A Table for the Third Millennium


* A Loser says: “I just want to do my best” A Winner says: “I am going to win.”


* A loser says: “I’d like to improve on my fastest time.”


A Winner says: “I am going to win,”


* A Loser says: “I’m shooting for a top ten finish.” A Winner says: “I am going to win.”


* A Loser sees Gold, Silver and Bronze medals. A Winner sees a Gold Medal and two losers.


* A Loser says: “If I can’t win I want to be a Good

A Winner says: “Show me a Good Loser and I’ll show you a loser.”

* A Loser says: “I want a well rounded life in which my sport plays an important part.”
A Winner says: “I live for my sport.”

* A Loser says: “I will not sacrifice my family life for my sport.”
A Winner says: “I live for my sport.”

* A Loser says: “It’s not important whether you win or lose, it’s how you play the game.”
A Winner says: “Try telling that to the crowd at a World Cup Soccer match.”
A Winner says: “If winning isn’t important, why do we bother to keep score?”
A Winner says: “If you really believe that winning is not important, you’re setting yourself up to lose.”

* A Winner says: “See my trophies; see my medals; see my cups; see my press clippings; see my glory. See my life.”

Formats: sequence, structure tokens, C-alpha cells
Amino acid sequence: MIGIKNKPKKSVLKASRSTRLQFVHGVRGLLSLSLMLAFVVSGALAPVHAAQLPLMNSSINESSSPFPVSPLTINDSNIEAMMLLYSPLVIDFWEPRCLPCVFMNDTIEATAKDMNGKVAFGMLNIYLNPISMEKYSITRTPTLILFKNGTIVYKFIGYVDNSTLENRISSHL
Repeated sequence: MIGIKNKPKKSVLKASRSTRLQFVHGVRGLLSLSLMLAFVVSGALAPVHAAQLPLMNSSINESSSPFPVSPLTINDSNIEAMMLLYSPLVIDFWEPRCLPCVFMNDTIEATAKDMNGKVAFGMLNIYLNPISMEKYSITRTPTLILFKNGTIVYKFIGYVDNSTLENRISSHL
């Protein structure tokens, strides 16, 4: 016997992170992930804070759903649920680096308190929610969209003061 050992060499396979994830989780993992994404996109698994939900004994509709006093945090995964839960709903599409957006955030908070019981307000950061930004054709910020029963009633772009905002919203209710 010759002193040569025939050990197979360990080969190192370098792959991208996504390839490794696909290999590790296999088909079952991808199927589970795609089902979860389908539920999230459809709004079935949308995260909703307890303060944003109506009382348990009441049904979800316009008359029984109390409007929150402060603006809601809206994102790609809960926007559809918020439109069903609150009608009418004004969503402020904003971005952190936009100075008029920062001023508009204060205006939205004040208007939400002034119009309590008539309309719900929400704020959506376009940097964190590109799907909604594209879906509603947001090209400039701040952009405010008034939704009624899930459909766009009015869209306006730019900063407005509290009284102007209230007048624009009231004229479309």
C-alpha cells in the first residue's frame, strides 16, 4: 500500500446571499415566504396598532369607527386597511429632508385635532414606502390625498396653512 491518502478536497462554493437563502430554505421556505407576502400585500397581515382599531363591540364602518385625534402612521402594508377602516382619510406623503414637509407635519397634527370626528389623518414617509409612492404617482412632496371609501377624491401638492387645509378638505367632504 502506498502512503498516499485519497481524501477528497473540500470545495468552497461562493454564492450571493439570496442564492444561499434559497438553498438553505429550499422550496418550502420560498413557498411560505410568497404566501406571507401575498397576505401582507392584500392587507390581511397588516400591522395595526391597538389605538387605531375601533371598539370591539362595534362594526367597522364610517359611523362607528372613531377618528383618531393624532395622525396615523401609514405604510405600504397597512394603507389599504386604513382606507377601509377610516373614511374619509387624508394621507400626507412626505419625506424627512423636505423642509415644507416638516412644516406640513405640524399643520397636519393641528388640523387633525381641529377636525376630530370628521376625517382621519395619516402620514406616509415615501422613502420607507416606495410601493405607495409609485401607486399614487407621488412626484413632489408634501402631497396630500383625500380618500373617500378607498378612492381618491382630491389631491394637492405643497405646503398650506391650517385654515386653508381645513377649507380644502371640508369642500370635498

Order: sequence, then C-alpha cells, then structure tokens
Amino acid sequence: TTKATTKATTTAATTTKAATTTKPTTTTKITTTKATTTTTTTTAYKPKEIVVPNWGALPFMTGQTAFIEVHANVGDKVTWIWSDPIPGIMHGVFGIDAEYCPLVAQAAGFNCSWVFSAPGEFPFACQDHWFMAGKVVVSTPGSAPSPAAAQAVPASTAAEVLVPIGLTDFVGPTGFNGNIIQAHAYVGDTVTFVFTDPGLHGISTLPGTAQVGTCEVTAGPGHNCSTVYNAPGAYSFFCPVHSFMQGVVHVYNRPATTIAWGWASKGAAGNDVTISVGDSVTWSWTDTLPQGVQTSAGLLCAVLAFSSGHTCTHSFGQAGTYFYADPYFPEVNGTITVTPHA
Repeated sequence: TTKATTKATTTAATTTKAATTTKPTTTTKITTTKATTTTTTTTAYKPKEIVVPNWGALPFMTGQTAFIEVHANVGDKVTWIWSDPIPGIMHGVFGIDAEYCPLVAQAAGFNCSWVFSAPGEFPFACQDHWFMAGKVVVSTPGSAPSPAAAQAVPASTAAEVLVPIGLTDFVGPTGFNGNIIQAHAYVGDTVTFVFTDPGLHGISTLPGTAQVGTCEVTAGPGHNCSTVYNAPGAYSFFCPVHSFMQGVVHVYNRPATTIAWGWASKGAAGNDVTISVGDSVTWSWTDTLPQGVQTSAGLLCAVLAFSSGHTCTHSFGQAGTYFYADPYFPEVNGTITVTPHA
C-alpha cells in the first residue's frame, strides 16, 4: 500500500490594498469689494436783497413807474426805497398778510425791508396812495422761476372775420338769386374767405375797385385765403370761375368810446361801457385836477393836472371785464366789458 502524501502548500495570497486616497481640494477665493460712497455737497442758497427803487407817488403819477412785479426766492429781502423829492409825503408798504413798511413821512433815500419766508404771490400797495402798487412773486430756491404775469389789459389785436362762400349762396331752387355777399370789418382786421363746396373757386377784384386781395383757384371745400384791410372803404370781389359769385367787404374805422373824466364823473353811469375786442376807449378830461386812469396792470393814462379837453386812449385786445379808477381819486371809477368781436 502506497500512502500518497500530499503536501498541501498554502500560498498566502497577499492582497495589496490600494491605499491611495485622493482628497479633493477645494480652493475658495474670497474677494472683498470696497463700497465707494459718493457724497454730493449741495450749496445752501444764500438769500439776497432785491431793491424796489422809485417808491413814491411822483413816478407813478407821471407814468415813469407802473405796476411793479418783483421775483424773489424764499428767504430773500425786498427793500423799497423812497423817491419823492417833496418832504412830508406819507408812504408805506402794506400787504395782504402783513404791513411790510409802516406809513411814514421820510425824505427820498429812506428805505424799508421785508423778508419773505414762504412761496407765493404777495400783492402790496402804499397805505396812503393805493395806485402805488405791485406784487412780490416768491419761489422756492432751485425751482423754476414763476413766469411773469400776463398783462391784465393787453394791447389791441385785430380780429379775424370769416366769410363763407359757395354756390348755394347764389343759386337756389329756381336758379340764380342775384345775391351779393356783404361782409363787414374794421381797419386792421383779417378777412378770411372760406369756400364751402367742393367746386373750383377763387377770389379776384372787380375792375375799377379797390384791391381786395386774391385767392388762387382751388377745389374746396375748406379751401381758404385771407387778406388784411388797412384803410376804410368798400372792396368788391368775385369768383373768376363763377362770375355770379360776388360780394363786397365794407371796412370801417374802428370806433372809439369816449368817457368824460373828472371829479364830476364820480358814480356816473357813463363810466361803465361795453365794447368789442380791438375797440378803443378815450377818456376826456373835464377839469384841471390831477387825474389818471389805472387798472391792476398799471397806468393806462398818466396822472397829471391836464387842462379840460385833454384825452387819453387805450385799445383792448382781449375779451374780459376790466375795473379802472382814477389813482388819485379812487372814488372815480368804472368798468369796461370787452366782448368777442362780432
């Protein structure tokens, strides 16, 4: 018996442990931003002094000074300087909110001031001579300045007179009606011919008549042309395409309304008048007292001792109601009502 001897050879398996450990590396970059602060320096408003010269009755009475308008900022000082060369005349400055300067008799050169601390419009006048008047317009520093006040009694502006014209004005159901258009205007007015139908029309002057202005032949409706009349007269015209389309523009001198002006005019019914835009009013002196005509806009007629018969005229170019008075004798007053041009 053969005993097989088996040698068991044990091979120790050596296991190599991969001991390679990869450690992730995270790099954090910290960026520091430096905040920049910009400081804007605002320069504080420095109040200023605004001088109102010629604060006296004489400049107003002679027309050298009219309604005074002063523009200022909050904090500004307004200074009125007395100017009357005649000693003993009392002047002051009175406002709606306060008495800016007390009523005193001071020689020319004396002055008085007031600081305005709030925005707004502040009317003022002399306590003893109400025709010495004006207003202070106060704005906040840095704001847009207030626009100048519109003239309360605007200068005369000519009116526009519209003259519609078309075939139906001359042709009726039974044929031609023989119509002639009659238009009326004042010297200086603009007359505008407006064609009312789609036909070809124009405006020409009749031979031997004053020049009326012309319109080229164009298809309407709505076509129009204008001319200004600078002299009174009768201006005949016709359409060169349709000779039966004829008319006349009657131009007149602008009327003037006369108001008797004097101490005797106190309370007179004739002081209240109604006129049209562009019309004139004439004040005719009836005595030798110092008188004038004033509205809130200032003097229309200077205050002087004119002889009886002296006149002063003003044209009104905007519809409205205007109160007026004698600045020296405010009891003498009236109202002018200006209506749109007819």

A Loser says: “See my family, my wife and my children. This is my life.”

* A winner says: “I gave up much for my sport, but the sacrifice was worth while.”
A Loser says: “I gave up much to spend time with my family, but what I gained made the sacrifice worthwhile.

* * *
Who won, and what did they win? Who lost, and what did they lose? Perhaps one should think twice and then think again before setting one’s sights on the top level of the podium.



A Fable for the Third Millennium


• The baby thinks: “I wish I was just a little older, so that I could stand up and explore my world.”

• The toddler says: “I wish I was just a little older so that I could go to school and start to learn about my world.”

• The first grader says: “I wish I was older, so that the big boys would stop picking on me.”

• The tenth grader says: “I wish I was just a little older and could go off to college; what fun that will be.”
• The college student says: “I wish I was just a little older so that I could graduate, get a full time job and finally have some money in my pocket.”

• The young man says: “I wish I was just a little older so that I would have some seniority and a more important job.”

• The adult says: “I wish I was just a little older so that the kids would be off on their own and the mortgage would be paid and I’d finally have some decent disposable income.”

• The middle aged man says: “I wish I was just a little older and could retire on a nice pension and have all the free time I want to travel and see the world.
• The retiree says: “How did I get so old so quickly? Where did my life go?”

* * *

Life is all about the journey, never the destination. Life is in the view passing by outside the train window. Pause often. Get to know your fellow passengers. Think not about where you’re going but about where you are. Never wish away your time. Look out of the window. Enjoy the scenery.

* * *